It's one thing to experience great European art by donning ear buds and ambling through the Louvre or the Uffizi. It's something else entirely to take off your shoes, roll up your jeans and walk all over the art. That's what I did last week at the opening of Christo's latest installation,"The Floating Piers," on Italy's Lake Iseo.
I arrived at the Piers by ferry. The boat was packed, all of us craning our necks to get a glimpse of the nearly two-mile-long shimmering yellow floating walkway that crossed the lake from the town of Sulzano on the mainland to Monte Isola, one of the highest lake islands in Europe.
The thrill of the crowd was electrifying. People were laughing, calling out to each other, snapping photos. Groups of people jumped in the air in unison to get that perfect action shot; others sat down resting or sunbathed at the edges. Toddlers were crawling around; older children were doing cartwheels. Couples sat, arms intertwined, staring at the hills of Monte Isola or the sailboats in the distance. Even the dogs seemed excited, pulling on their leashes. Ducks swam by and a swan that jumped onto the walkway became an Instagram star. Most of us walked barefoot for maximum effect, feeling the wrinkles in the reflective fabric, the transition from wet to dry (the wet patches a deep orange).
The floating piers undulated with the movement of the water, which intensified when motor boats sped by or the wind picked up. It felt not unlike sailing for hours and then stepping back on solid ground but still feeling the swaying of the waves in your body.
I had just walked onto the floating pathway surrounding the tiny island next to Monte Isola, San Paolo, when a barge approached, moving slowly parallel to the pier at a few feet’s distance. There were many boats circling around, with both security personnel and spectators. I wouldn’t have paid it attention if it weren’t for the shouts of “Christo!” The name passed through the crowd like the gentle waves swaying the floating pier we were standing on.
We gathered at the edges, looking at the barge; Christo’s white mane was easy to spot among the dozen people on it. The crowd began clapping. Many called out, “Bravo!” Others waved. As the barge made its way further down, clapping erupted along the piers. An avid traveler, I’m tired of the crowds at popular tourist locations and try to avoid them at all cost. But this was different. This was intoxicating. I have never been more excited to be surrounded by people.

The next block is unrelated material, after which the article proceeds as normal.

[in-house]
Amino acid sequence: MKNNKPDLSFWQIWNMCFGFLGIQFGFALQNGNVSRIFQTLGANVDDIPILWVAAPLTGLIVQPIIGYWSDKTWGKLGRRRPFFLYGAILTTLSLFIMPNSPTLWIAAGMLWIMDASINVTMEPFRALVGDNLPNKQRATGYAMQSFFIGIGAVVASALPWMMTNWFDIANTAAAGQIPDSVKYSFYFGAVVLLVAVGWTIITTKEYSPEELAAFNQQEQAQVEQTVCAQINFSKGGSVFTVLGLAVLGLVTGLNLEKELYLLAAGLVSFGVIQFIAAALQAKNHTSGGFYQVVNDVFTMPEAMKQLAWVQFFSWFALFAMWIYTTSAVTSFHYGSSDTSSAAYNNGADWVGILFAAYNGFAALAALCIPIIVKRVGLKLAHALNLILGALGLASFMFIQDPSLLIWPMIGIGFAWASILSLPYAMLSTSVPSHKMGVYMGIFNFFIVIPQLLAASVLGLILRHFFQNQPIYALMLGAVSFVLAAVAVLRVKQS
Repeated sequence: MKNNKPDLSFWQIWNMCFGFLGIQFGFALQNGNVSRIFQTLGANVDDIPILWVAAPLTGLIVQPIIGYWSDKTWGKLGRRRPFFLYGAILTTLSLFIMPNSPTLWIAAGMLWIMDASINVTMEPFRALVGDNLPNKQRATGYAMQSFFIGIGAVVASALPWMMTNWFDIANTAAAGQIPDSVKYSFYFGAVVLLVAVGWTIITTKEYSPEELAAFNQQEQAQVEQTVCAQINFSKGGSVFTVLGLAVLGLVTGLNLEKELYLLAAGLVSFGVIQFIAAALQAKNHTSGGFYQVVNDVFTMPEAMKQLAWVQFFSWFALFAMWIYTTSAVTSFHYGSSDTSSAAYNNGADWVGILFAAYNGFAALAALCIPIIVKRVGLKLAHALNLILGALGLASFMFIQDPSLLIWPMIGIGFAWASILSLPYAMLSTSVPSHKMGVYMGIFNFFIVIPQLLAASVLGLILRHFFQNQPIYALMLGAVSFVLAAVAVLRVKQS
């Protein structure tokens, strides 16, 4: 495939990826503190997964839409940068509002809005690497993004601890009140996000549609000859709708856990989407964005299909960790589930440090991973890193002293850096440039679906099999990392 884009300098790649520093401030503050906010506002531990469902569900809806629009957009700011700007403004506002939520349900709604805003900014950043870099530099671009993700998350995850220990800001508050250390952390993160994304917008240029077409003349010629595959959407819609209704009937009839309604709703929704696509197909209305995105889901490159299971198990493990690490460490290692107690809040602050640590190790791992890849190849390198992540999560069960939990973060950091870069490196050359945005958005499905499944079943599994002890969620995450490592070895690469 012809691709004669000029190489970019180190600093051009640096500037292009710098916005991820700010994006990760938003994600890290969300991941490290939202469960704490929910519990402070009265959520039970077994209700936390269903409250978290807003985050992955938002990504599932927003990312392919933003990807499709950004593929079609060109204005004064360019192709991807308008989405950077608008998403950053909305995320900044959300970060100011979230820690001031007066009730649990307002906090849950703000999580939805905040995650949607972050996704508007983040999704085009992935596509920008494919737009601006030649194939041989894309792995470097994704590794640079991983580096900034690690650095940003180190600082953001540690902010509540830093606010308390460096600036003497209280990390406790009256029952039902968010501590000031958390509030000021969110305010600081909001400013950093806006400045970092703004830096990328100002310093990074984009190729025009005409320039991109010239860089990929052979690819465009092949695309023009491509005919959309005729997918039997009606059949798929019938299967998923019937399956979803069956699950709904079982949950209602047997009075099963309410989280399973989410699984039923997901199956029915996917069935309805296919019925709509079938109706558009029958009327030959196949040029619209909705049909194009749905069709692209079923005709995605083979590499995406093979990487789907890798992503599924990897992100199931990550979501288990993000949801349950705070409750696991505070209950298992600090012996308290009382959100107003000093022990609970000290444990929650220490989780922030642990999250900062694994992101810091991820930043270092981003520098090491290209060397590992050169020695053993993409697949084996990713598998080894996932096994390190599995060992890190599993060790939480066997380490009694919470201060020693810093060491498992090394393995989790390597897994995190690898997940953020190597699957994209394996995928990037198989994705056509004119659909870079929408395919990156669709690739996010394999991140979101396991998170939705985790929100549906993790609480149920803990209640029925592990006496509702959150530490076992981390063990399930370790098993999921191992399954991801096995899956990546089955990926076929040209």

I had arranged to meet a friend arriving at the marina an hour after me. But I’d barely made it halfway across one of the two floating piers connecting San Paolo to Monte Isola when she called to say that her boat was already pulling in. I had lost track of time.
We decided that she would take the pier closer to where she’d disembarked and we would meet at the point the two connected at a sharp angle—about 700 yards from land. It was a favorite place for photographs.
It occurred to me I would never again arrange to meet someone at the sharp point of the Piers (unless I did it in the 15 days left of the installation). For many, this was one of the most appealing aspects of the installation—its temporary nature. We can go see the Mona Lisa at the Louvre whenever we want. We can go to the Grand Canyon or climb Kilimanjaro tomorrow, next year, in ten years. But there is only a 16-day window to walk on Christo’s ‘Floating Piers.’ Just like with a rainbow, you can’t say, “I’ll see it another time.”
On my way back to Iseo, I watched from the ferry’s top deck as the hum of the people grew fainter, the bright yellow fabric just a smudge at the edge of the island, and I thought that photos and even video could never do it justice.
“The Floating Piers” is living, breathing art; art that undulates not only with the waves but also with the excitement of the crowds. Being a part of it was a magical experience that will stay with me for years to come.
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